Geier Asset Management is a fee-only financial planner located near Marriottsville, Maryland. We take our fiduciary duty seriously—putting our client’s interest first at all times. We make sure our investment advice is reasonable, objective, and suitable for the client’s needs, goals, and circumstances.
To speak with one of our fee-only financial advisors, call us today.
When it comes to investments, Geier Asset Management has formed a relationship with Fidelity Investments, one of the largest and widely respected providers of investment products. All of our investment offerings from Fidelity are obtained at minimal transaction costs to the client. There are no commissions involved. Any transaction costs are charged by the investment product fund company—Geier Asset Management does not receive any compensation from any transaction fees or commissions.
All of the investments for our Marriottsville area clients are offered via fee-only. We do not accept performance fees. We do not accept commissions. Our fees are charged as a percentage of the total portfolio.
At Geier Asset Management, we take our fiduciary duty seriously. We put our client’s interest first at all times. We make sure our investment advice is reasonable, objective, and suitable for the client’s needs, goals, and circumstances. We are loyal to our clients and deal with them fairly. Our “client-first” culture has enabled us to form many long lasting and trusting relationships over the many years.
In order to understand the meaning of the term “fee-only” as it pertains to the investment industry, you need to look at some of the history of how investment products were sold in the past. Before the passage of the Investment Advisors Act of 1940, most stocks, bonds, and other investment products were sold by stock “brokers.” These people acted as middlemen between the person who would like to sell the stock and the one who would like to buy. The broker would collect a commission on the sales price of the transaction. For example, if someone bought 100 shares of XYZ Company for a total of $10,000, the broker would collect a commission of say, 5%, or $500. In an isolated transaction such as this, everyone was happy. The seller was able to sell the security at a fair price, the buyer was able to purchase it also at a reasonable price, and the broker was compensated for his work.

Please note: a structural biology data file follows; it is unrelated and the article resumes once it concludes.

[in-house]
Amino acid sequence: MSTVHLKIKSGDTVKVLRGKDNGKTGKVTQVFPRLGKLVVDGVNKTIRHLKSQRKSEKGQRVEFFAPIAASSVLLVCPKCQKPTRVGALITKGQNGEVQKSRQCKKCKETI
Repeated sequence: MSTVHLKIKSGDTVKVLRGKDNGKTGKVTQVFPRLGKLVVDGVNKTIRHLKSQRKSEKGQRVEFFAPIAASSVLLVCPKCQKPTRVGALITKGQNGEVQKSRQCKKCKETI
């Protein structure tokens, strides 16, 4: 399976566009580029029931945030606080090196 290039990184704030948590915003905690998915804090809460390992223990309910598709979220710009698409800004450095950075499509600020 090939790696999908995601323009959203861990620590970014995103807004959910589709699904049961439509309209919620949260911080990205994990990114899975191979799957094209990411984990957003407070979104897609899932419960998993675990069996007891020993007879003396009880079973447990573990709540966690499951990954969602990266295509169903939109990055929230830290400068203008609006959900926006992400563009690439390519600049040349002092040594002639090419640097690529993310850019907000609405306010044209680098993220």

However, built into this system was the incentive for the broker to increase the amount of transactions placed every year. The more transactions he represented, the more he would earn in commissions. Because the broker was an employee of the brokerage company, his loyalties were with his employer. The more the employer transactions completed, the larger the broker’s bonus would be. So, many brokers began to find various reasons why their clients should buy and sell many different equities throughout the year, as opposed to holding them for longer terms. Many clients were unsophisticated and did not understand what was happening. Unscrupulous brokers made fortunes selling questionable securities to the public.
After the stock market crash of 1929 and the years after, congress investigated the many corrupt practices of the worst abusers, and put into law the Investment Advisors Act of 1940. This Act formed a new and different kind of investment professional, the Investment Advisor. The Act made it a legal requirement that advisors be registered with the Securities and Exchange Commission while abiding to specific set of rules.
The most stringent of the rules is that an Investment Advisor has a fiduciary duty to his or her client. This means the client’s interest must be put first. What developed from this is the practice of advisors to charge fees on the value of a client’s portfolio, rather than earn commissions on individual transactions as a broker does.
Advisor compensation through the use of a total fee puts the interests of the client and the advisor in alignment. As the portfolio increases in value, both the client and advisor benefit. Also, if the portfolio value goes down, the advisor makes less money. This is in stark contrast to a broker who can make more money based on a greater number of transactions executed. Brokers are, in effect, compensated for selling. Advisors are compensated for giving sound advice.
Make sure you understand the difference between a stock broker and investment advisor. If you don’t already know, ask your investment provider how they are registered and who they represent. Be assertive in questioning what costs will be involved throughout the course of your relationship.
A small number of clients have requested that we provide insurance products that are only available with commission compensation. In these cases, Geier Asset Management does receive the normal commission, as the Geier representative is acting as an insurance agent. All commissions are disclosed to the client up front so that there is no conflict of interest involved. Because insurance is a small ancillary part of our revenue that is offered as part of our financial planning process, we have no incentive to “sell” insurance. It is available as a convenience for our clients.